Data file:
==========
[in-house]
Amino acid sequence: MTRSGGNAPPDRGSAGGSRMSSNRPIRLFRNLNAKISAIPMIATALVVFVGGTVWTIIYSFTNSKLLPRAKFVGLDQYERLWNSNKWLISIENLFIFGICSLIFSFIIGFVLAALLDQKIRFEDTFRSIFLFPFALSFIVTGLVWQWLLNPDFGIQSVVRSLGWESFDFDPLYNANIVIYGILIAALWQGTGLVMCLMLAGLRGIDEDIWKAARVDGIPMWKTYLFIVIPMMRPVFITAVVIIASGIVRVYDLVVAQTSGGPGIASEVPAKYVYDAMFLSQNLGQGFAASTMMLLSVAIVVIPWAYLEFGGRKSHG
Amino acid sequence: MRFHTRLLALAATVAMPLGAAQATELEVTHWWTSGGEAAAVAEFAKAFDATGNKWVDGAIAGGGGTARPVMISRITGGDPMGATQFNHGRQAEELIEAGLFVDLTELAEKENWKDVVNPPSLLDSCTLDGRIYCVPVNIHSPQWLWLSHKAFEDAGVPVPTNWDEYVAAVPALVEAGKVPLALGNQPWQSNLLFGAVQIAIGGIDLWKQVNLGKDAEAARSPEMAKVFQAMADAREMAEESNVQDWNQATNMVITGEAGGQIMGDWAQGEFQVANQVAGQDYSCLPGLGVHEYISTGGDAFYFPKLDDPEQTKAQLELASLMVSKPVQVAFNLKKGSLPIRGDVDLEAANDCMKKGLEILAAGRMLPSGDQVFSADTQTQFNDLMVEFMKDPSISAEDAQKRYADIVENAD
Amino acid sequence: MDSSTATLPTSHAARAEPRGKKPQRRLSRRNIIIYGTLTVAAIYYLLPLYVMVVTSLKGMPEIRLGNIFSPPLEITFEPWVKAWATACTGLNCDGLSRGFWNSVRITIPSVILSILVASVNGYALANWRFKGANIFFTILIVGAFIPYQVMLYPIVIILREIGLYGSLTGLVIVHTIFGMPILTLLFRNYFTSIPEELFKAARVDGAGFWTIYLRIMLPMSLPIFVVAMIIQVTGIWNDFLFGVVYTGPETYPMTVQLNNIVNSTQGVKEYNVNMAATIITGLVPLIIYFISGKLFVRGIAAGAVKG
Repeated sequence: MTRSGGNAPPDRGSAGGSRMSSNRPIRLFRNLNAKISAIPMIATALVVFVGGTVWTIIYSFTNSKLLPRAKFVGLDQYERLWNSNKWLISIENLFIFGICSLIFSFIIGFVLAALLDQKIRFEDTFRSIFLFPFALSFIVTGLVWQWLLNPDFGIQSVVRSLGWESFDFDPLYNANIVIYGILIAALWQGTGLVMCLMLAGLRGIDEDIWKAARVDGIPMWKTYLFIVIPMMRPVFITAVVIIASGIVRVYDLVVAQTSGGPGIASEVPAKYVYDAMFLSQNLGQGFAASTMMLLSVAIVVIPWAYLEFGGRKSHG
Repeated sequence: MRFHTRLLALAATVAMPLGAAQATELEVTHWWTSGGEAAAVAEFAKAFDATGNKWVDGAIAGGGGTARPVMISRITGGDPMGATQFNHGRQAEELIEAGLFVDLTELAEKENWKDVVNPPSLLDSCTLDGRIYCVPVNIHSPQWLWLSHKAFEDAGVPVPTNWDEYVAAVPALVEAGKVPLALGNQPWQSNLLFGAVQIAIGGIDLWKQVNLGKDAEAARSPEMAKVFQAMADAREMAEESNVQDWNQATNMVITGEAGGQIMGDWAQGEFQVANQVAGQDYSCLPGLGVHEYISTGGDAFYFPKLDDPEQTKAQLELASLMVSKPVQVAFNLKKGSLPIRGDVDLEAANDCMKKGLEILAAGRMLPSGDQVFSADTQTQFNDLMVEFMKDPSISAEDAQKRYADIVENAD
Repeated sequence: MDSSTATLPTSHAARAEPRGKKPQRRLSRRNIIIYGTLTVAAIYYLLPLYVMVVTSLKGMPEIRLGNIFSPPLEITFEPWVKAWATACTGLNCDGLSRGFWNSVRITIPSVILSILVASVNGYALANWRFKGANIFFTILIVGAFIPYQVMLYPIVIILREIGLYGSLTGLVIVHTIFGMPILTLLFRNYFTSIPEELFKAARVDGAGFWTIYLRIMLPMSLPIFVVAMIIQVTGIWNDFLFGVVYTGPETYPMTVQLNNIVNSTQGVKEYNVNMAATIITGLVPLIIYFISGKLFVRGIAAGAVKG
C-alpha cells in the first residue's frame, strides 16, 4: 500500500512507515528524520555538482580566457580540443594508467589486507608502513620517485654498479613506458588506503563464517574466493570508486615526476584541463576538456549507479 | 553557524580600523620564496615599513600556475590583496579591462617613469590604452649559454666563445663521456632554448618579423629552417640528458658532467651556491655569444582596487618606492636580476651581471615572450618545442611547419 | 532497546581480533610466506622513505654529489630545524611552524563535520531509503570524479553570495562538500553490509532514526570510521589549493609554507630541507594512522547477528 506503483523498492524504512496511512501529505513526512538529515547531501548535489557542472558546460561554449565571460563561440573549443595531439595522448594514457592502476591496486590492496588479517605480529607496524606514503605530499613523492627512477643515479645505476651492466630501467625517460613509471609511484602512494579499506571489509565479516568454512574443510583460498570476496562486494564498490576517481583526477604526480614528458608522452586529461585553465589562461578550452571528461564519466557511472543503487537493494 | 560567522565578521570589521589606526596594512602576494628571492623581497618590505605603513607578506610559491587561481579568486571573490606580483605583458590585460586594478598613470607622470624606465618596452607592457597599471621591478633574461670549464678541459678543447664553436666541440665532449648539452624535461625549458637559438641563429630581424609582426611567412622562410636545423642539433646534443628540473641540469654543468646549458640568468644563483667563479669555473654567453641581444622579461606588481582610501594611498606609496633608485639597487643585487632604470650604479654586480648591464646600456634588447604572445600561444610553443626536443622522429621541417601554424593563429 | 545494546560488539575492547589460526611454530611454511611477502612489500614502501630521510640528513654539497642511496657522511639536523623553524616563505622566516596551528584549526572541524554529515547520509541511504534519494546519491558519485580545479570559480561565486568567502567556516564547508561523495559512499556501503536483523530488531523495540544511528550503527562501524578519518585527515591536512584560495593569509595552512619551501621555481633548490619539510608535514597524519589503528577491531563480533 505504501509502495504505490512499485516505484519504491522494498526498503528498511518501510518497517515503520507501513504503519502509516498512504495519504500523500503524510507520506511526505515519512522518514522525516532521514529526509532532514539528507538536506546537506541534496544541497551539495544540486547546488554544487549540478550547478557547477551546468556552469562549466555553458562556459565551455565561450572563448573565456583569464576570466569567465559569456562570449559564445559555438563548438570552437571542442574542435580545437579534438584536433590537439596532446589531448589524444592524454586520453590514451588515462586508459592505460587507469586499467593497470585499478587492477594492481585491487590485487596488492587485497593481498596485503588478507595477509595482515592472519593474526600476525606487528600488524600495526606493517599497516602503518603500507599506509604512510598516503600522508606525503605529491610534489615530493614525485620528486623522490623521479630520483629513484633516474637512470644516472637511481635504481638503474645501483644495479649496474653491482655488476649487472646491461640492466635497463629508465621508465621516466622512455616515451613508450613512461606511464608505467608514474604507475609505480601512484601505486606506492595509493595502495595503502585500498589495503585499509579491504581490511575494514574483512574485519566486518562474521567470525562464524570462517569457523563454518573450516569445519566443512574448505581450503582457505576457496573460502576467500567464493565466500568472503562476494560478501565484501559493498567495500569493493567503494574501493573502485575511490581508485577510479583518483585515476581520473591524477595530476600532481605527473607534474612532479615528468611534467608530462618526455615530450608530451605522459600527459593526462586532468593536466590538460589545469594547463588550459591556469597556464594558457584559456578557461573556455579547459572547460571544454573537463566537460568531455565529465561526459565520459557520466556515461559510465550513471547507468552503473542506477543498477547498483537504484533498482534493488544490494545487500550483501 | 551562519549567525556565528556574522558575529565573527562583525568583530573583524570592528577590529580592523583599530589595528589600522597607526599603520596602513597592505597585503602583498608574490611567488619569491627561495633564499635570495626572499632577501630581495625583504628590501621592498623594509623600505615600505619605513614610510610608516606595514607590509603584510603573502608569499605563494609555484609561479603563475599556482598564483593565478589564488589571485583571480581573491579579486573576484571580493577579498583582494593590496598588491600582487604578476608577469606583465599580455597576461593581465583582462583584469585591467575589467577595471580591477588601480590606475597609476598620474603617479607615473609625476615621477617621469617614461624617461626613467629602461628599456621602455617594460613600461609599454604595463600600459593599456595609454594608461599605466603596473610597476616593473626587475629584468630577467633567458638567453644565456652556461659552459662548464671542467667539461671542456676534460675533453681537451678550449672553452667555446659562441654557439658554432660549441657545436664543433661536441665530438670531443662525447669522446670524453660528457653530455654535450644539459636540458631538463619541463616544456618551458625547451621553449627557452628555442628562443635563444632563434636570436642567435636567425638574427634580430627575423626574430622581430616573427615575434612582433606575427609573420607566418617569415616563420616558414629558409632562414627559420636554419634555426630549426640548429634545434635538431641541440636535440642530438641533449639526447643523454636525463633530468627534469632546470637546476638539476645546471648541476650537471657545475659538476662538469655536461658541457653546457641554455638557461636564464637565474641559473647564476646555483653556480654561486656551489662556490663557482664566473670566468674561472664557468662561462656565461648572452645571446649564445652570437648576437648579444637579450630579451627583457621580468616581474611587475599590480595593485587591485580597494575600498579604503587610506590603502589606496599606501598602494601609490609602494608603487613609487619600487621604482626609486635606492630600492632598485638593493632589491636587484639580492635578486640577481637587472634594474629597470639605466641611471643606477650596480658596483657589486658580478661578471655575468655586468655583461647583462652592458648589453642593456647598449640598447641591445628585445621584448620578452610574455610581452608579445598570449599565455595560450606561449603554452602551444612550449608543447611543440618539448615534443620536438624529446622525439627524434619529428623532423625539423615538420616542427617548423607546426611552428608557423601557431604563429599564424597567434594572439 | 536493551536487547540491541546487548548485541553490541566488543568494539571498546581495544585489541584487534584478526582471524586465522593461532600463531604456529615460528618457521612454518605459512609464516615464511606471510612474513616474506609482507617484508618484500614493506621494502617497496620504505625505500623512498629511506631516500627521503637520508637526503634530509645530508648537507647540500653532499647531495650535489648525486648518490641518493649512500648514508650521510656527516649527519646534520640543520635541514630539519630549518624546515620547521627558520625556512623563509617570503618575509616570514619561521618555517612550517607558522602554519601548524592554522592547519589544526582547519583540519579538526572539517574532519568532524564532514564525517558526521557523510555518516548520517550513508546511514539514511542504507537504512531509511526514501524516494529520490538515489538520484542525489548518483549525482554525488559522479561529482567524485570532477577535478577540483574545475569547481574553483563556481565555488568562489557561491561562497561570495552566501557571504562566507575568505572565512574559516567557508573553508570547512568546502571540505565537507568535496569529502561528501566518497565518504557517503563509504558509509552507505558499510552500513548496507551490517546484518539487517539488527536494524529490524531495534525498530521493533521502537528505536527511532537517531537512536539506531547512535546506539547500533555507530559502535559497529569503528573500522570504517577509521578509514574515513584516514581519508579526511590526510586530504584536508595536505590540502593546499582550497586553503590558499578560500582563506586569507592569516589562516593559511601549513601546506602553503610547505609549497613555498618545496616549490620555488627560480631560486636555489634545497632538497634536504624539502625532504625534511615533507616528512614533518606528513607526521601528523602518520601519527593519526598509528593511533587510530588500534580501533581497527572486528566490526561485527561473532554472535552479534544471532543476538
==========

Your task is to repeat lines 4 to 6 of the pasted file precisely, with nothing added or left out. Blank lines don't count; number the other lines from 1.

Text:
Amino acid sequence: MDSSTATLPTSHAARAEPRGKKPQRRLSRRNIIIYGTLTVAAIYYLLPLYVMVVTSLKGMPEIRLGNIFSPPLEITFEPWVKAWATACTGLNCDGLSRGFWNSVRITIPSVILSILVASVNGYALANWRFKGANIFFTILIVGAFIPYQVMLYPIVIILREIGLYGSLTGLVIVHTIFGMPILTLLFRNYFTSIPEELFKAARVDGAGFWTIYLRIMLPMSLPIFVVAMIIQVTGIWNDFLFGVVYTGPETYPMTVQLNNIVNSTQGVKEYNVNMAATIITGLVPLIIYFISGKLFVRGIAAGAVKG
Repeated sequence: MTRSGGNAPPDRGSAGGSRMSSNRPIRLFRNLNAKISAIPMIATALVVFVGGTVWTIIYSFTNSKLLPRAKFVGLDQYERLWNSNKWLISIENLFIFGICSLIFSFIIGFVLAALLDQKIRFEDTFRSIFLFPFALSFIVTGLVWQWLLNPDFGIQSVVRSLGWESFDFDPLYNANIVIYGILIAALWQGTGLVMCLMLAGLRGIDEDIWKAARVDGIPMWKTYLFIVIPMMRPVFITAVVIIASGIVRVYDLVVAQTSGGPGIASEVPAKYVYDAMFLSQNLGQGFAASTMMLLSVAIVVIPWAYLEFGGRKSHG
Repeated sequence: MRFHTRLLALAATVAMPLGAAQATELEVTHWWTSGGEAAAVAEFAKAFDATGNKWVDGAIAGGGGTARPVMISRITGGDPMGATQFNHGRQAEELIEAGLFVDLTELAEKENWKDVVNPPSLLDSCTLDGRIYCVPVNIHSPQWLWLSHKAFEDAGVPVPTNWDEYVAAVPALVEAGKVPLALGNQPWQSNLLFGAVQIAIGGIDLWKQVNLGKDAEAARSPEMAKVFQAMADAREMAEESNVQDWNQATNMVITGEAGGQIMGDWAQGEFQVANQVAGQDYSCLPGLGVHEYISTGGDAFYFPKLDDPEQTKAQLELASLMVSKPVQVAFNLKKGSLPIRGDVDLEAANDCMKKGLEILAAGRMLPSGDQVFSADTQTQFNDLMVEFMKDPSISAEDAQKRYADIVENAD